The sentence jumps out of Hillary Clinton’s op-ed piece on how she’s been listening to “everyday Iowans.”
“We can fix our dysfunctional political system and get unaccountable money out of it once and for all, even if that takes a constitutional amendment,” she writes in the Des Moines Register.
Um, is this the right time for Hillary to be talking about “unaccountable money”?
The optics of her fledgling campaign are mighty strange, almost like it exists in one universe and the media coverage occupies a parallel universe.
In her initial forays, Hillary is defiantly trying to avoid making news. Meeting with small groups of students and business owners, it’s all about the listening tour, the humble grandmother connecting with “everyday Iowans,” as she says in the piece. Pretty pictures, carefully choreographed scripts, and no hint of controversy.
But the media coverage of the campaign could not be more different. I’d say 99.9 percent of it is about the Clinton Foundation—which wealthy tycoons or foreign interests donated money or paid for Bill Clinton’s $500,000 speeches, who needed State Department approval for projects when Hillary Clinton ran the department.
With the candidate assiduously avoiding the press, Hillary is running one campaign and the media are covering another—a disconnect more dramatic than any I can recall in modern political history.
The Republican candidates, meanwhile, are engaging the media on their own issues—sometimes being put on the defensive, of course—or talking about the Clinton Foundation. Which Hillary isn’t talking about. Sometimes her surrogates are talking about it—mainly by attacking the messenger, conservative “Clinton Cash” author Peter Schweizer, although the New York Times, Washington Post and Fox News, among others, have done original reporting on the complicated story.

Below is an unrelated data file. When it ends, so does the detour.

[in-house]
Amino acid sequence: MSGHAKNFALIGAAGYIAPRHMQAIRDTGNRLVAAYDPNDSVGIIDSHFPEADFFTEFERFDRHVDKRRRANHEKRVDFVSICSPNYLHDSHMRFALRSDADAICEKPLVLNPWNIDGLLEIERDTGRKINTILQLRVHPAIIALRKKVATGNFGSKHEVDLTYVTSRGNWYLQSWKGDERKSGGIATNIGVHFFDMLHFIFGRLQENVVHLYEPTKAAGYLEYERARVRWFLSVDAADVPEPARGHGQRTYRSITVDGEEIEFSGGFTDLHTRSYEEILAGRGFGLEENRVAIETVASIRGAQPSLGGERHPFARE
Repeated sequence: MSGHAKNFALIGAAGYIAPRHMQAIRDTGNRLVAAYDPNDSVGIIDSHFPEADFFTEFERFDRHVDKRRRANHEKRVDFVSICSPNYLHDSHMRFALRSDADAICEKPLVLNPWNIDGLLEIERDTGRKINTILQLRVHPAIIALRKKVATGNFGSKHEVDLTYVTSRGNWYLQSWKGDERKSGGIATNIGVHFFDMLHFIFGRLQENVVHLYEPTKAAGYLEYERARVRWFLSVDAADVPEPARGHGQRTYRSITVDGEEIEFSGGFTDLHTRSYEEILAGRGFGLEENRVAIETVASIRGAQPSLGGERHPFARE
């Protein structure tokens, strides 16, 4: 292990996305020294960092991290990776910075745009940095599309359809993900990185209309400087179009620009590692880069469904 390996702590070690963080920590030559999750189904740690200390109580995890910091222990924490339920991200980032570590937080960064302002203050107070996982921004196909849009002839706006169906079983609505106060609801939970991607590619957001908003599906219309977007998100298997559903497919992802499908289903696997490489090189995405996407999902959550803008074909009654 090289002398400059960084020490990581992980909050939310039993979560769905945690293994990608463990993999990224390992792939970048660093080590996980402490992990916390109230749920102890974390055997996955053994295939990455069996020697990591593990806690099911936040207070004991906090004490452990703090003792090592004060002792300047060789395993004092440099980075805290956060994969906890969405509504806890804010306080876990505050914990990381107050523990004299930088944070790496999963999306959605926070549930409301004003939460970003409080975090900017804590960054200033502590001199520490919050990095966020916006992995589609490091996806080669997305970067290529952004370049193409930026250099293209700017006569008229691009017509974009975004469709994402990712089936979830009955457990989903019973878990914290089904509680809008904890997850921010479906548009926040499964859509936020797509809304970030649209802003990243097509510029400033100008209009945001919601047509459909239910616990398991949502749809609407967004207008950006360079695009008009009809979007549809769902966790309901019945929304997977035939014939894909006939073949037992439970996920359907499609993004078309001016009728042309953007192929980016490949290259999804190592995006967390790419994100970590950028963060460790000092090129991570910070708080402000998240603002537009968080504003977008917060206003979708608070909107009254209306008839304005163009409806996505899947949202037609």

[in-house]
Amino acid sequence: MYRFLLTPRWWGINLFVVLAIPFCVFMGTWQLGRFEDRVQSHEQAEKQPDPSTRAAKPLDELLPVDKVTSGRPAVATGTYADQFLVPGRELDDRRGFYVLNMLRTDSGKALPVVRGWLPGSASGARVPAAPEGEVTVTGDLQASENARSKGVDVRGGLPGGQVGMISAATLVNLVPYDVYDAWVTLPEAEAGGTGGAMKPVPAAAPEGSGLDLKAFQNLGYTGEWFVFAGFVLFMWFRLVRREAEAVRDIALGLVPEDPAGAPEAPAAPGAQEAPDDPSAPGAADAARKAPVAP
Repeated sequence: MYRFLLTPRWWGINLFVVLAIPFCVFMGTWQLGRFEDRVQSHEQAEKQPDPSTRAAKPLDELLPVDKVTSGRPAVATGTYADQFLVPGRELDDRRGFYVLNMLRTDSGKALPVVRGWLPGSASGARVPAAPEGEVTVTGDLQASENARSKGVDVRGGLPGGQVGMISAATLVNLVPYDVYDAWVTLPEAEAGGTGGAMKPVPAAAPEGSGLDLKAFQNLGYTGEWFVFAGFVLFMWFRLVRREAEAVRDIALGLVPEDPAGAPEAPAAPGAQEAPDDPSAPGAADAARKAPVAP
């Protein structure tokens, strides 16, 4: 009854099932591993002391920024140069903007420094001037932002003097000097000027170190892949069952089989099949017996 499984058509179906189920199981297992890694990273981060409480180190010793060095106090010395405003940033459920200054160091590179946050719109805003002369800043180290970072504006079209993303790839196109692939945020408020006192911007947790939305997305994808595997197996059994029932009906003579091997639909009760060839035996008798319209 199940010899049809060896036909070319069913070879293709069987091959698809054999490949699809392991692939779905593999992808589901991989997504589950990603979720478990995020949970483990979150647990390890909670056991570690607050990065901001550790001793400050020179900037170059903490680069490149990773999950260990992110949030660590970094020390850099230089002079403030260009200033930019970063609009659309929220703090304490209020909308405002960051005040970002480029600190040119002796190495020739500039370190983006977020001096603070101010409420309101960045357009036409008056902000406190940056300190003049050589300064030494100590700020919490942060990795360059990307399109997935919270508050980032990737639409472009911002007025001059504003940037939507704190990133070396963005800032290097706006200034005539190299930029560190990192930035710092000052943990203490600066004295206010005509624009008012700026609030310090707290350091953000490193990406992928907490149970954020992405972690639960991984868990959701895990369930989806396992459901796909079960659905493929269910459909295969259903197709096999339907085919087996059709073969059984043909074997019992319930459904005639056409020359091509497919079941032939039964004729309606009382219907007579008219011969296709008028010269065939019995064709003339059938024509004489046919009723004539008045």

So which narrative will ultimately be persuasive to the voters: Hillary chatting about middle-class issues, or Hillary under fire for being the furthest thing from middle class?
Politico says Hillary, of “dead broke” fame, has always been the breadwinner in the family, having worked as a lawyer when Bill was drawing a $35,000 gubernatorial salary:
“Clinton’s compulsion to raise as much cash in the past two years (she commanded $200,000 to $300,000 a pop for anodyne spiels before such august groups as the National Association of Convenience Stores) doesn’t exactly fit in with her woman-of-the-people campaign. She had her reasons — Clinton dipped into her own savings to pay staffers before she formally announced earlier this month, a campaign spokesman told me. But her insistence on delivering paid speeches until the eve of her campaign announcement reflected a deeper pattern of behavior stretching back decades, a drive to maximize the family earning potential during periods when she’s off the public payroll, friends told me.”
Democratic strategist and Fox News contributor Joe Trippi is quoted as saying he doesn’t get it: “She had to give just one more speech? She just had to push it right up to the moment she announced? The family was going to fall off the cliff if she didn’t do that?”
Liberal Washington Post columnist Ruth Marcus says Hillary is paying the price for a “toxic combination of sloppiness and greed.”
She says greed reminds her of “the Yiddish word, chazer. It means ‘pig,’ but has a specific connotation of piggishness and gluttony. This is a chronic affliction of the Clintons, whether it comes to campaign fundraising (remember the Lincoln Bedroom?), compulsive speechifying (another six-figure check to speak at a public university?) or assiduous vacuuming up of foundation donations from donors of questionable character or motives.”
In the end, without a smoking gun, the complicated allegations involving the foundation may blow over. But what won’t recede so quickly is the overall impression, fueled by media coverage, that the Clintons are up to their old shenanigans.
Staying in the bunker is ultimately a losing strategy, as we saw when a week of silence over her private email server led to that disastrous news conference. At some point, Hillary Clinton has to move beyond the photo ops and answer these questions. Only then can she reduce the huge gap between the way she is campaigning and the way she is covered.